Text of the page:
Hexapod CNC bot

With all the 8 legged beasts lumbering about and hosting sausage fests, it’s nice to see the robots with 6 legs actually being productive. [Matt Denton]‘s hexapod robot CNC router is quite an impressive piece of machinery. The B.F. Hexapod was built using Hitech’s HSR-5995TG which are much higher torque than similar sized units. Each foot is ball joint mounted to ease terrain adaptation. Only recently has [Matt] started playing with CNC. First, he did a pen plotter proof of concept. Now The bot can mill 3D surfaces in polystyrene. It’s still a little course and will probably always be a bit imprecise since it’s not bolted down. He’s also still planning to convert it from standard 1/8inch bits to 3mm router bits. We’d love to see this bot working away at an intricate bas-relief. Having no fixed work envelope really opens up the possibilities for machines like this and Hektor. Video and final product are embedded below.

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Embedded LED Pong table

There are few things that are enduring and axiomatic in life, but one of the things on our short list is love of Pong. Designer [Moritz Waldemeyer] apparently shares our obsession: you may remember the LED-lined stage uniforms he designed for OK Go, but this concept for a Pong table is certainly older and arguably several times more awesome.

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IKEA Linux cluster

Building a render cluster doesn’t mean you have to spend a lot of money, even if you’re buying brand new hardware. [Janne] built this 6 unit cluster inside of a 6 drawer IKEA Helmer cabinet. He wanted the cluster to be low power and low cost. After finding a good price on 6 65nm Intel Core 2 CPUs, he found 6 cheap Gigabyte motherboards. The memory on each board was maxed at 8GB. With 24 2.4GHz cores consuming 400W, the power consumption and cost isn’t much more than a high end PC. Each board is running Fedora 8 and mounts an NFS share. Dr Queue is used to manage the render farm’s processes. [Janne] says jobs that previously took all night now only require about 10-12 minutes. The estimated capacity is 186Gflops, but plans are already in motion for a12Tflop version.

His site also has plans for an underwater camera housing like our recent post. If you want to see more IKEA abuse, check out IKEA Hacker, even if it’s not very technical.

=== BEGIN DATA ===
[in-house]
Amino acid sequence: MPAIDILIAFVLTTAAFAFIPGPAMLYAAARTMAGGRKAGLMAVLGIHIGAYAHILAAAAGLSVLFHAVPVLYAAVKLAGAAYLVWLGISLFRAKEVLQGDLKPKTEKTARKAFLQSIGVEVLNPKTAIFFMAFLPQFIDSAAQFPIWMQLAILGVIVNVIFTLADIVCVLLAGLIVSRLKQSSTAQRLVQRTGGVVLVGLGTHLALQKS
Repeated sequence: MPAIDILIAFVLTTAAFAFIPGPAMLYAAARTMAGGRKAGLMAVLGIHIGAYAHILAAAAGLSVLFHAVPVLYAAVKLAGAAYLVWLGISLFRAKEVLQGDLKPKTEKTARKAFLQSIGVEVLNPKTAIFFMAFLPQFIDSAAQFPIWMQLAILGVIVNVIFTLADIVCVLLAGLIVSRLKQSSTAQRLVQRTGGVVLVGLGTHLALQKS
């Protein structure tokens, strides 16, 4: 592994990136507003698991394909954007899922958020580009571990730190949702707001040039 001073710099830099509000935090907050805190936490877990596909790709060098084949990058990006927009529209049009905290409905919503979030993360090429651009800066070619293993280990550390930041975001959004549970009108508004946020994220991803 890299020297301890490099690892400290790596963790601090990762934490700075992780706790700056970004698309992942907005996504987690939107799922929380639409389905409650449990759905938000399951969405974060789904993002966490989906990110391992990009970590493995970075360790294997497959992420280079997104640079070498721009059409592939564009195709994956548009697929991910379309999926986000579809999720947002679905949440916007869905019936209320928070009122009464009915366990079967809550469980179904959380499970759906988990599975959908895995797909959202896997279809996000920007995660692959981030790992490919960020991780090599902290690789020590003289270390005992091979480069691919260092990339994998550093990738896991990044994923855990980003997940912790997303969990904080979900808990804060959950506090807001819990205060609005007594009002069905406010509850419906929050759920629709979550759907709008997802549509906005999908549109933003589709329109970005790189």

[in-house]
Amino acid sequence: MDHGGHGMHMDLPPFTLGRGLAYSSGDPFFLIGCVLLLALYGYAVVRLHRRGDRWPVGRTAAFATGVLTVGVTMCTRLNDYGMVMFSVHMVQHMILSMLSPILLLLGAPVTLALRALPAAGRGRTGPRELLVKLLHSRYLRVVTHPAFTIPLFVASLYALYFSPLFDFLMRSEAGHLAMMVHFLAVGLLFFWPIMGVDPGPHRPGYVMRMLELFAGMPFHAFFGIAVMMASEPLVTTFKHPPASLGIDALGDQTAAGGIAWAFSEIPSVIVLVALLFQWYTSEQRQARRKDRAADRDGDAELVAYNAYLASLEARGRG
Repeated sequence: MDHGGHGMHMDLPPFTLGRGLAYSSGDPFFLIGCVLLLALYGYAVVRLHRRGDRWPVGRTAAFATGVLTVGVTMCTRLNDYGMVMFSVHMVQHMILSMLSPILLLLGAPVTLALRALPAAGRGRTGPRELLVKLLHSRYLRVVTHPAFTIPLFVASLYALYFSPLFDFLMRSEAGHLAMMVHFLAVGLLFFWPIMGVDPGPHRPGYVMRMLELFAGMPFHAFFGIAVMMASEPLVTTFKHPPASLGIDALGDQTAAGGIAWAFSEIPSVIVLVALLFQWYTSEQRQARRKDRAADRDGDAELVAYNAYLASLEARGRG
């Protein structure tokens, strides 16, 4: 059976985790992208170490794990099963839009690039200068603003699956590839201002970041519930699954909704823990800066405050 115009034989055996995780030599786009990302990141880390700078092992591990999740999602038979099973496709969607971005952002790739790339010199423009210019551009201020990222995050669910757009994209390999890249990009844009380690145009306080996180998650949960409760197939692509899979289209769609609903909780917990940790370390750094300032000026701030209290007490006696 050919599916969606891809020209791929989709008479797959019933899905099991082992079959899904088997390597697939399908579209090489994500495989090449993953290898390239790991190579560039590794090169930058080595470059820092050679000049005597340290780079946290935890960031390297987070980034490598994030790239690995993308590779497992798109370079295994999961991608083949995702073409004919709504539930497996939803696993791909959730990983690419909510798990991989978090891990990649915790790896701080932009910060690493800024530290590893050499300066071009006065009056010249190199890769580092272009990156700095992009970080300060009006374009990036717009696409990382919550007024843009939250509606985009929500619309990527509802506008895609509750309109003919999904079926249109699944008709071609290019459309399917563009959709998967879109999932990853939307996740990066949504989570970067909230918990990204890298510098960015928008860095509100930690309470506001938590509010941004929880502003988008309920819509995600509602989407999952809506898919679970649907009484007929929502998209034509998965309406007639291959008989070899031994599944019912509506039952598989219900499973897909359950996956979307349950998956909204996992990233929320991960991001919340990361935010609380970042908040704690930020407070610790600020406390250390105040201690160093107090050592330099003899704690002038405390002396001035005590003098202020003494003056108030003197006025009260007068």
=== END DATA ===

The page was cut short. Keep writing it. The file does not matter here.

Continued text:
[via Hackzine]

[UPDATE: yep, we duped ourselves]

Media streamers: buy or build?

The market is flooded with new media streamers, but which one is for you? One of the cheapest and easiest options is the unambiguously titled Netflix Player. With an active account, the Netflix Player streams movies and television shows from their online library (currently around 10,000 videos). It connects to the internet via 802.11b/g WiFi or ethernet, but delivers low-quality video if your connection speed is less than 1Mbps. It costs $99 plus at least $8.95/mo for a Netflix subscription. It runs Linux so hopefully we’ll see some hacks for it soon like we did with previous Roku products. A fine device, if you want to stream movies and nothing else, but if you want to stream data from other sources, like a network, usb hard drive, or (gasp) bittorrent, you’ll have to look elsewhere.

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Toaster oven reflow controller

[Nathan] sent in his toaster oven reflow controller. He’s using a Triac to drive the heating elements, a thermocouple to monitor temperature and a PIC controller to run the show. I’m giving him extra points for style on the control pad. Hopefully he’ll have time to put out a complete write up when he’s got it finished. You can check out the project photos here.

Wine cellar monitoring

I’ve been getting back into wine, and ran across this handy one wire wine cellar monitor. Aside from the usual iButton air temp sensor, they built a simple immersed 18S20 sensor to monitor liquid temperature as well. (I’d toss some sulfites in the water to prevent mold) To keep an eye on air conditions, they used a TAI8540A humidity probe. Looks like just the thing for the geek wine cellar.

PID controlled popcorn popper coffee roaster

In honor of my espresso machine being fully plumbed in (water supply and drain line!) it’s time for another coffee hack. When I wrote my basic coffee roaster how-to, I seriously thought that I’d never see anyone do this, but [] installed a programmable PID controller on his popper coffee roaster setup. This particular PID can be programmed to ramp the temperature over time to create an actual roasting profile, rather than manually adjusting the set points. The original page was here, but I had to pull it out of the internet archive.